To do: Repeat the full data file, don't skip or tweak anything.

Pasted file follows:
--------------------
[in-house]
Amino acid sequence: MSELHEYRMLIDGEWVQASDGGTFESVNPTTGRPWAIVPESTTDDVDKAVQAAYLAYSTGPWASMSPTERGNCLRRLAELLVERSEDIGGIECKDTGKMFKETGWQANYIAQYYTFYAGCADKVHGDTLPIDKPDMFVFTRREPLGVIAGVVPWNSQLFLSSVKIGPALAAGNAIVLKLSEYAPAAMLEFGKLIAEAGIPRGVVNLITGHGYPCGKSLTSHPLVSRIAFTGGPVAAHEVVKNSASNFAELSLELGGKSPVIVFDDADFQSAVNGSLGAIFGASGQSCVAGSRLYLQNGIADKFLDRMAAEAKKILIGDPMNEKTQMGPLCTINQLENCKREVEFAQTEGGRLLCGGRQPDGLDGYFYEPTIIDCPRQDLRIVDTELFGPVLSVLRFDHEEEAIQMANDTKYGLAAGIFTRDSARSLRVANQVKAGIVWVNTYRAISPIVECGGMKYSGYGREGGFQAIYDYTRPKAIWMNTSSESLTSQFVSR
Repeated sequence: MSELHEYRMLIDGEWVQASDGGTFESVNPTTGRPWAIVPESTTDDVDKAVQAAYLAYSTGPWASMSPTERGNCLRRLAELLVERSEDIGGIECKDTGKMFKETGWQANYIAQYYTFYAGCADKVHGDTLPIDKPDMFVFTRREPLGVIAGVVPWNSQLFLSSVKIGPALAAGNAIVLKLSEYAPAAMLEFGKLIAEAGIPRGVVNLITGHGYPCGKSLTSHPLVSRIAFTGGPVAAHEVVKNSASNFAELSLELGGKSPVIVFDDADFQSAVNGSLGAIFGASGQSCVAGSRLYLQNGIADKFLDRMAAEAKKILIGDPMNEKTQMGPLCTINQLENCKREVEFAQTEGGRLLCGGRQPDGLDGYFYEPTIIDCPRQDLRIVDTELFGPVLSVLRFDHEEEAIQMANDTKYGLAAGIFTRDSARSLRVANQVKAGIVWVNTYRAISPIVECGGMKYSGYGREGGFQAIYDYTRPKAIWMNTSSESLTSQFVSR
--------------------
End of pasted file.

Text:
[in-house]
Amino acid sequence: MSELHEYRMLIDGEWVQASDGGTFESVNPTTGRPWAIVPESTTDDVDKAVQAAYLAYSTGPWASMSPTERGNCLRRLAELLVERSEDIGGIECKDTGKMFKETGWQANYIAQYYTFYAGCADKVHGDTLPIDKPDMFVFTRREPLGVIAGVVPWNSQLFLSSVKIGPALAAGNAIVLKLSEYAPAAMLEFGKLIAEAGIPRGVVNLITGHGYPCGKSLTSHPLVSRIAFTGGPVAAHEVVKNSASNFAELSLELGGKSPVIVFDDADFQSAVNGSLGAIFGASGQSCVAGSRLYLQNGIADKFLDRMAAEAKKILIGDPMNEKTQMGPLCTINQLENCKREVEFAQTEGGRLLCGGRQPDGLDGYFYEPTIIDCPRQDLRIVDTELFGPVLSVLRFDHEEEAIQMANDTKYGLAAGIFTRDSARSLRVANQVKAGIVWVNTYRAISPIVECGGMKYSGYGREGGFQAIYDYTRPKAIWMNTSSESLTSQFVSR
Repeated sequence: MSELHEYRMLIDGEWVQASDGGTFESVNPTTGRPWAIVPESTTDDVDKAVQAAYLAYSTGPWASMSPTERGNCLRRLAELLVERSEDIGGIECKDTGKMFKETGWQANYIAQYYTFYAGCADKVHGDTLPIDKPDMFVFTRREPLGVIAGVVPWNSQLFLSSVKIGPALAAGNAIVLKLSEYAPAAMLEFGKLIAEAGIPRGVVNLITGHGYPCGKSLTSHPLVSRIAFTGGPVAAHEVVKNSASNFAELSLELGGKSPVIVFDDADFQSAVNGSLGAIFGASGQSCVAGSRLYLQNGIADKFLDRMAAEAKKILIGDPMNEKTQMGPLCTINQLENCKREVEFAQTEGGRLLCGGRQPDGLDGYFYEPTIIDCPRQDLRIVDTELFGPVLSVLRFDHEEEAIQMANDTKYGLAAGIFTRDSARSLRVANQVKAGIVWVNTYRAISPIVECGGMKYSGYGREGGFQAIYDYTRPKAIWMNTSSESLTSQFVSR